Like Ari’s wife she was the calmer person between the two of us. All the years, I didn’t know about the implosion happening beneath that calm demeanor, much like him. The break-up, brought out years of pent up anger from their system.The roles reversed, it was our turn to bear the brunt. If he was asked to stay away from their house, I was kicked out of her church in public display.
It was strange to see a character in a TV show, going through his break-up, beat by beat, just like me. Worlds apart, we were the same lines dipping southwards in the graph of love.

What happened in the final episode put a tear or two under my eye, drew a wide grin across my face. He was heard, she took him back.  Notwithstanding the fact that it was a rerun, I was as affected by the magnitude of that moment, just like the first time. Unlike me, Ari wouldn’t become cynical about love. Unlike me, he got another shot. It was magical to vicariously live a different outcome to a similar story through an alter ego. If only, life was written by TV writers.

The Jallikattu issue- of raging bulls and flying bullshit

What keeps us away from the advances towards the fairer sex of the same genetic fabric?Most of us have sexual urges- passive or active  – tucked under the tight vigil of family, friendship, faith and social acceptance. Our perception of an woman changes with her designation. This is what makes us prostrate before a semi naked Kali, revere mothers, dote on sisters, fantasise actresses and make love to beloveds. We feel territorial from the side of the line drawn on a piece of earth; call it patriotic. Decapitate and mutilate members from the same species who trespass, call it warfare; do the same thing within the line, call it murder. We tear apart, relish and deconstruct into nutrition, meat of lesser species in hordes, slip it nonchalantly under a broad cuisine preference called “Non-vegetarianism”. While our kitchen’s oversee holocausts on a daily basis, some of us would still domesticate, pet and cuddle select animals and declare ourselves to be animal lovers. Civilisation has always been about giving reasons to stay away from our primal nature through the systematic implantation of moral and legal fictions in our minds in the form of relationships, taboos, codes, directives and norms. This Jalikattu outburst exists in this melting space to seek civil intervention for a primal pursuit-to tame beasts without being tamed.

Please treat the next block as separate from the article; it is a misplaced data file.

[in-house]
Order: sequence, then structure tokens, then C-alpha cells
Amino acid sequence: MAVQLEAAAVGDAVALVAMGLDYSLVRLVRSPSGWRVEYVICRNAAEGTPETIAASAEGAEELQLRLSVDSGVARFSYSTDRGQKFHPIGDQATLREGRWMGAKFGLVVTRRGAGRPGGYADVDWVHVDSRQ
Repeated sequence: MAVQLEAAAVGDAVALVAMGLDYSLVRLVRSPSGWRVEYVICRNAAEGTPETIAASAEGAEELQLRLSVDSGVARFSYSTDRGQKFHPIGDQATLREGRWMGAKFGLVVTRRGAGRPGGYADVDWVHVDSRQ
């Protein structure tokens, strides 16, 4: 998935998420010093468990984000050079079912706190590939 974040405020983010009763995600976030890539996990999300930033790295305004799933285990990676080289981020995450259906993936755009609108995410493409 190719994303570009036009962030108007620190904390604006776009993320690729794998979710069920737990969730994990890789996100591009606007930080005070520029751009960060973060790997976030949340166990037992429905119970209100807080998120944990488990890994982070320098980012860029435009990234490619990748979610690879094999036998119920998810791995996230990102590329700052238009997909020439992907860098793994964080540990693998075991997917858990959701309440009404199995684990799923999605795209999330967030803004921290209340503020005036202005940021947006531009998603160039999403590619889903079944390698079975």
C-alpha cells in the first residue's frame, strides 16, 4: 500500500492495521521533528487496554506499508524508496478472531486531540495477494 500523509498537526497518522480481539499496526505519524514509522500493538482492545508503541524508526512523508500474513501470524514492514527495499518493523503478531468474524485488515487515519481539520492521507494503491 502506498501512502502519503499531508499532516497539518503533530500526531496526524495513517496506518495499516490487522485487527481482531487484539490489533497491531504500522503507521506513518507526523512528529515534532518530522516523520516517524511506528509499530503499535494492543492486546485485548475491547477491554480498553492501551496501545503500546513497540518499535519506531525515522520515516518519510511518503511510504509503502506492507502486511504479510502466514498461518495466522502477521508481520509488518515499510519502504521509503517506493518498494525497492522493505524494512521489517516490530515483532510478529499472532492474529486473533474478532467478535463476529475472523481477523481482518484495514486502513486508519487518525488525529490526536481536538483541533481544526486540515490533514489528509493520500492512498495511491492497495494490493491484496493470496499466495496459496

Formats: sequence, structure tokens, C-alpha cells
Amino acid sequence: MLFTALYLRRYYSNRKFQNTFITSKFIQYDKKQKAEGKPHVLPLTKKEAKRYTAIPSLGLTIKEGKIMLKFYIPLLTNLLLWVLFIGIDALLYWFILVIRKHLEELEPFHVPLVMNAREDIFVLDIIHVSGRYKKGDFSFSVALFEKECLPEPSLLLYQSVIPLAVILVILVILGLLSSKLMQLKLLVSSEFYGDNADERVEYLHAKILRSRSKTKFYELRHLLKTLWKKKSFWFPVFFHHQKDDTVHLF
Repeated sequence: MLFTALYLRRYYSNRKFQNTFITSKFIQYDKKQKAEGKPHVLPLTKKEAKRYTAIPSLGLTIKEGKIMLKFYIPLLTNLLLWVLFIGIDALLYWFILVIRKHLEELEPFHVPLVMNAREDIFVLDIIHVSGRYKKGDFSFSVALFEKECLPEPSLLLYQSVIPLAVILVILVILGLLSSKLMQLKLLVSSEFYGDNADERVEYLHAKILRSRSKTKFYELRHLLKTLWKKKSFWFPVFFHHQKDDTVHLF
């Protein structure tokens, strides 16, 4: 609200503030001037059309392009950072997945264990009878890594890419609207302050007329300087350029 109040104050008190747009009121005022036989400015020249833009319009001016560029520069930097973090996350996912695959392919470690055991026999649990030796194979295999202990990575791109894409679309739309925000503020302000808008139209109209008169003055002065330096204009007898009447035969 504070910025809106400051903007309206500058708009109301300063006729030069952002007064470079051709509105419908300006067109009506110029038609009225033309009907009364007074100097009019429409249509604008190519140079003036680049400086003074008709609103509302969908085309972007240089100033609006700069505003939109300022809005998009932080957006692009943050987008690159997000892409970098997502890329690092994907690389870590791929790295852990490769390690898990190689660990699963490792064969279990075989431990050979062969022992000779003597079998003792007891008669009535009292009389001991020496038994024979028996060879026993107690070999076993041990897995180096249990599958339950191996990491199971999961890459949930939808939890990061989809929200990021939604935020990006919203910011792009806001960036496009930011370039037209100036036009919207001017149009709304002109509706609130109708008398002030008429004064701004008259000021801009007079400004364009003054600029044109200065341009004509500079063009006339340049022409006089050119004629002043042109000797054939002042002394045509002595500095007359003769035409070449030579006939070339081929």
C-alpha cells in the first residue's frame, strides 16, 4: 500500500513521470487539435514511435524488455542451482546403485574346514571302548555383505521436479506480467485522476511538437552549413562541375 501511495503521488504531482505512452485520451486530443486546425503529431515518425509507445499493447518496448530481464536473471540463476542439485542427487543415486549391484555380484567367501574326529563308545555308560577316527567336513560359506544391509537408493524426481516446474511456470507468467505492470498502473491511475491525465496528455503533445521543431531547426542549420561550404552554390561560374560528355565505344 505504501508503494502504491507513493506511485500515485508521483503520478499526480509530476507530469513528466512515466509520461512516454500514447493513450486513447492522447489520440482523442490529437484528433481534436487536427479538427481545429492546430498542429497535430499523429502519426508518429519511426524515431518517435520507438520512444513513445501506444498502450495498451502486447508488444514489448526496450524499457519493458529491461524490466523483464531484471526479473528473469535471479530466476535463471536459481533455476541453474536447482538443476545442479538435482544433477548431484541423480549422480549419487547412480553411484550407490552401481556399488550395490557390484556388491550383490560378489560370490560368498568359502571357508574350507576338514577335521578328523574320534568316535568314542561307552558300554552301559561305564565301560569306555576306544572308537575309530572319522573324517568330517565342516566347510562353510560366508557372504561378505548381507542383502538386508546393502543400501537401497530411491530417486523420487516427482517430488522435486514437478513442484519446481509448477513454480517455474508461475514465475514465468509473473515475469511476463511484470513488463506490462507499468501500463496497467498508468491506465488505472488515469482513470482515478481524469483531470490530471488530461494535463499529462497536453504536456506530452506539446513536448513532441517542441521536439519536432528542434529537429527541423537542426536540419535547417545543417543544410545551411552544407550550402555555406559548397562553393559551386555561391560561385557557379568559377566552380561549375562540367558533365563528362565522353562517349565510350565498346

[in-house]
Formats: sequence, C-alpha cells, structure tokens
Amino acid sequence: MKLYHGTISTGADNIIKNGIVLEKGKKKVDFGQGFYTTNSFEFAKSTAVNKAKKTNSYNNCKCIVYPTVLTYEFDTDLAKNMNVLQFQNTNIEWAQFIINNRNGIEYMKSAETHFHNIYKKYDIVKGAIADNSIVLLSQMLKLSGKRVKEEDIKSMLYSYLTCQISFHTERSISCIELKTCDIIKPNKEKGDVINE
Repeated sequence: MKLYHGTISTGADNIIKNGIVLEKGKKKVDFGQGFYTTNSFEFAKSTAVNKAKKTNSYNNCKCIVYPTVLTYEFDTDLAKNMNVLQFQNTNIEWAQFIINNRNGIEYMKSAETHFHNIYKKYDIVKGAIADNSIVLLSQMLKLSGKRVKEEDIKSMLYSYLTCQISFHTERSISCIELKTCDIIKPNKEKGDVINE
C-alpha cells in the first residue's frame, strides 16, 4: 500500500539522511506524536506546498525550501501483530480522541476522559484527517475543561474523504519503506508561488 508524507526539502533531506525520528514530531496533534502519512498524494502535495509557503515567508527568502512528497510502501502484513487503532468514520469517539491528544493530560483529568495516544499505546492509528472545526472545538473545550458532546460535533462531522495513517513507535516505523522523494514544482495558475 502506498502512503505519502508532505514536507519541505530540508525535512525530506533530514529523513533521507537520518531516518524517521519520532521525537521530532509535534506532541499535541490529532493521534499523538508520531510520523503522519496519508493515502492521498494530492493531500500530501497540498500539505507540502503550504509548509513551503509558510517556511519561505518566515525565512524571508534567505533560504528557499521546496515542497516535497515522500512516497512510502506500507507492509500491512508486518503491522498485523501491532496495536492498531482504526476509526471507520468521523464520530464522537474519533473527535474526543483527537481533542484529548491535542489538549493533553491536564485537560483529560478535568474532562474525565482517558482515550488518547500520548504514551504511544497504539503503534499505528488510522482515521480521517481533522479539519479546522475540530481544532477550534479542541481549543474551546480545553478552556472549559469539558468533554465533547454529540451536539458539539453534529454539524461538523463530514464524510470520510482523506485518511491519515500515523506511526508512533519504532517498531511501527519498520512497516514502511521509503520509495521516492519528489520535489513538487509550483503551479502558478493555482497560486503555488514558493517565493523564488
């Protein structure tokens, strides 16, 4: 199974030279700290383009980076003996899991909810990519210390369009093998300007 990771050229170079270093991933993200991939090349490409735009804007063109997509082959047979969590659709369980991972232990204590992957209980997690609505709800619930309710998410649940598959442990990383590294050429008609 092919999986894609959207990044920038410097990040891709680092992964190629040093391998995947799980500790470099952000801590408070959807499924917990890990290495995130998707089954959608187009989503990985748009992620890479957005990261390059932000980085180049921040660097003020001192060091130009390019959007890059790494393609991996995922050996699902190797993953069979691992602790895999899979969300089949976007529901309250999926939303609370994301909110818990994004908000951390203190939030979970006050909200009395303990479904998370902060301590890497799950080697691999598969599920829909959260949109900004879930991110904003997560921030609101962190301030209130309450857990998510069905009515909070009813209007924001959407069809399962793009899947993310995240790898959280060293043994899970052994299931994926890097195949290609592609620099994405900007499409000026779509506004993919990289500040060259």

18th of January,2017, Chennai

I see the platforms on either sides of a rather strangely empty OMR stretch populated with youngsters- some with placards, some with mobile cameras pointed at them – on my way to work. I begin to ponder about what would’ve brought them to the streets like this in such thick unison at 2.00 in the afternoon, from the confines of their air conditioned cubicles. I had an air about the ongoing Jalikattu unrest and the Tamil marginalisation rhetoric. But I was pretty sure that it wasn’t reason enough to incite a civil disobedience of this magnitude, that too in the technological corridor of the city. But in a couple of hours, as I drove out of my workplace, I knew I was wrong. The crowds had bulged, become more boisterous and were screaming out foul. It should be a massive movement by now in the other parts of the state as well- I thought to myself -if the city itself was reacting this way. With the roads rendered unwilling battle grounds, the traffic swelled with meagre locomotive possibility. The youth had taken to the streets and the city had come to a stand still of sorts.

In all my 28 years in the city, I’ve never seen an agitation, leave alone of this gravitas. The only civil disobedience I’ve been part of all my life should range from bunking English periods in High school to jumping signals during peak hours. So this name calling by thousands, lined up like infantry, was a virgin sight to me. I knew I was becoming part of a potential chapter in history in Wikipedia, if not in CBSE books. Who knows, even a picture of me weaving through protests might show up as a search result for Jallikattu protests years later.